Death and the Maiden Themes
The main themes in Death and the Maiden are justice, forgiveness, and trauma.
- Justice: Paulina and her husband present two different visions of justice: Gerardo is idealistic and trusts in the system, whereas Paulina is jaded and takes matters into her own hands.
- Forgiveness: Paulina initially states that she could forgive Miranda if he confessed and apologized. However, she changes her mind after hearing Miranda's statement, suggesting that some things cannot be forgiven.
- Trauma: The central trauma of the play is Paulina's kidnapping. However, the crimes committed by the recently overthrown dictatorship represent a national trauma, from which the country is still healing.
Last Updated on May 5, 2015, by eNotes Editorial. Word Count: 437
Death and the Maiden is Ariel Dorfman’s response to the brutal fifteen-year dictatorship of General Augusto Pinochet in Chile. Pinochet came to power in a 1973 coup that toppled the democratically elected government of socialist president Salvador Allende and forced Dorfman, who held a cultural post in that government, to flee the country. A 1988 plebiscite led to free elections in 1990 and to Dorfman’s return to Chile. Yet the pleasure he took in returning was offset by his dismay over the unwillingness of many Chileans to confront their recent history: a “sickness” which, if left untreated, would fester in the body politic and a toxin that would “corrode” the nation’s future. If the country was in some ways like Gerardo’s tire (and his marriage), in need of repair, it was also like a violated woman. Dorfman, however, turns this familiar, arguably sexist, metaphor on its head in order to examine the predicament of real women in a hyperpatriarchal society such as that of Chile, where abortion and divorce remain illegal and insidious paternalism is compounded by the machismo mystique—the effort to appear very masculine and in control. Such machismo is readily apparent in the play, especially so in the well-meaning but nonetheless sexist Gerardo, who fears appearing soft and whose protection of the hysterical Paulina perpetuates a sexual status quo belied by Paulina’s heroic resistance fifteen years earlier.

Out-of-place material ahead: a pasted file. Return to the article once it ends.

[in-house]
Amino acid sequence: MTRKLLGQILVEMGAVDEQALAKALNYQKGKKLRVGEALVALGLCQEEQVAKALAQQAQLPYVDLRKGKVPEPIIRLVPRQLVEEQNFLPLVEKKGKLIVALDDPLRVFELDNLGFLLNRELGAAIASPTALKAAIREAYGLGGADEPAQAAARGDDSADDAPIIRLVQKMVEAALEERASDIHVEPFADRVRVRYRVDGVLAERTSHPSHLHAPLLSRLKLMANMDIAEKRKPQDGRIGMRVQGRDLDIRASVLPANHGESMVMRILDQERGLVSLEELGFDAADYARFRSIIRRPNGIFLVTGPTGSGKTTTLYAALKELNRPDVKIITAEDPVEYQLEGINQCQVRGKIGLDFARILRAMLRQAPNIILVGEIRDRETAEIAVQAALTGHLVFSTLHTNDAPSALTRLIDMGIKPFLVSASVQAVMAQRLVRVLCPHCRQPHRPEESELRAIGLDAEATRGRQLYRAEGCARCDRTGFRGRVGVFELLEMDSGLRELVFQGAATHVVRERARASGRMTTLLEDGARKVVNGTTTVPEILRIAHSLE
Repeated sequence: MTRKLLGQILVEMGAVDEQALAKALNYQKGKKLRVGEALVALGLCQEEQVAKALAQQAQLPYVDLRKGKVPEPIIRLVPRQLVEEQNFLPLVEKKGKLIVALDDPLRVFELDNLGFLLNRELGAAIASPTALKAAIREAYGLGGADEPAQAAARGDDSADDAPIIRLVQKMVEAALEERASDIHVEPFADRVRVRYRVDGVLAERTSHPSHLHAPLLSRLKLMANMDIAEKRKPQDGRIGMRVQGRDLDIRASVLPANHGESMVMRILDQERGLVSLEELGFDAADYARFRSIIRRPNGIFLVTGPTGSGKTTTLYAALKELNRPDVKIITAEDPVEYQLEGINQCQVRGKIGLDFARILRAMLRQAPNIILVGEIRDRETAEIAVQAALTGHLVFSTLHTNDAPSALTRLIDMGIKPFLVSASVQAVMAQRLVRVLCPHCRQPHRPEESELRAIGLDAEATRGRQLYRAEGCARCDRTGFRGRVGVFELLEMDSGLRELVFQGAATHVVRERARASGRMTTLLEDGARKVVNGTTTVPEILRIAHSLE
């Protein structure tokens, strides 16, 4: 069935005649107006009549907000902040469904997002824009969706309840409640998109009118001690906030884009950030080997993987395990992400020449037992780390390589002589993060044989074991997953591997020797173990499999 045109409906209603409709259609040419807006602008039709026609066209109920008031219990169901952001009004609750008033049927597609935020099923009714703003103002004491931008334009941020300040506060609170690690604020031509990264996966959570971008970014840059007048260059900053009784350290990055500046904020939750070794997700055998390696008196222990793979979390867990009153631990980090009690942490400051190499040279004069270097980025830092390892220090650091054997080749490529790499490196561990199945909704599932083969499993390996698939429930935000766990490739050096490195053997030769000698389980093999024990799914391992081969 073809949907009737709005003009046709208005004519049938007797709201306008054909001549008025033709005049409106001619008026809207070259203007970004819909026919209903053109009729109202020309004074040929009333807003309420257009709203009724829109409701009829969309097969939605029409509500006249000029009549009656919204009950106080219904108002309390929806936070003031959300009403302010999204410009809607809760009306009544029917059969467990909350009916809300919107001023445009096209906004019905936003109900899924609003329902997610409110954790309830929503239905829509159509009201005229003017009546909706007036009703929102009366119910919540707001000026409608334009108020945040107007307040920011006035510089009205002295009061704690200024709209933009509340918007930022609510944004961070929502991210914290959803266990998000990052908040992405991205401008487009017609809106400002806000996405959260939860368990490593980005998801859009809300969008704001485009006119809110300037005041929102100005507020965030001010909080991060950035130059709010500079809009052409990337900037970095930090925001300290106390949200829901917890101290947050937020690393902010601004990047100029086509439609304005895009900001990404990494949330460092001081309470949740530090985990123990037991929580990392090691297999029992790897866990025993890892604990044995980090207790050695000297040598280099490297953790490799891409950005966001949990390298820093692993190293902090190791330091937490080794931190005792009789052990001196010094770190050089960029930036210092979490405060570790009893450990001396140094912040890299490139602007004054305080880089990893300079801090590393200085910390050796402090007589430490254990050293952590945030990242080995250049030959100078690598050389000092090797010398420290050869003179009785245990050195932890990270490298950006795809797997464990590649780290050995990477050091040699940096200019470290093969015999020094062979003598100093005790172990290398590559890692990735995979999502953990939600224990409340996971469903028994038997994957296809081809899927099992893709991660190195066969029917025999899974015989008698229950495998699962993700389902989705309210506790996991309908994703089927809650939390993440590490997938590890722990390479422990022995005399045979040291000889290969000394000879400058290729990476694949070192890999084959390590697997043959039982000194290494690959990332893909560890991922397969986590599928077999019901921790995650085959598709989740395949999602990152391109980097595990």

Voiceless during the time of her torture, even as she was being coerced to speak, Paulina desires to speak now, freely and openly, but is denied a voice because of the commission’s mandate. Gerardo speaks grandly and abstractly of “the whole country’s need to put into words what happened to us,” even as he denies that need (and that right) to his own wife and others like her. Death and the Maiden is a play (and representative of a country) in which “the real truth” is frequently invoked but rarely spoken and in which uncertainty is pervasive and the masks characters wear have become indistinguishable from their real selves. As such, it raises questions that probe and provoke rather than offer any answers that comfort. It asks how a country’s collective amnesia about its recent past can be addressed without jeopardizing freedom and democracy and without turning victims into victimizers, bent upon revenge rather than justice because, mired in the personal past, they are unable to imagine a collective future. Thus the dramatic conflicts between the three characters of the play give rise to the less tangible but nonetheless real conflict between past and future and between political idealism and political pragmatism.
Last Updated on May 5, 2015, by eNotes Editorial. Word Count: 1046
Atonement and Forgiveness
While there exists no acceptable rationale for the violence of the military regime, Paulina implies that she can forgive the individual for being fallible: she promises to release Miranda if he will confess to torturing and raping her. Miranda does not genuinely appear to ask for...
(The entire section contains 1483 words.)
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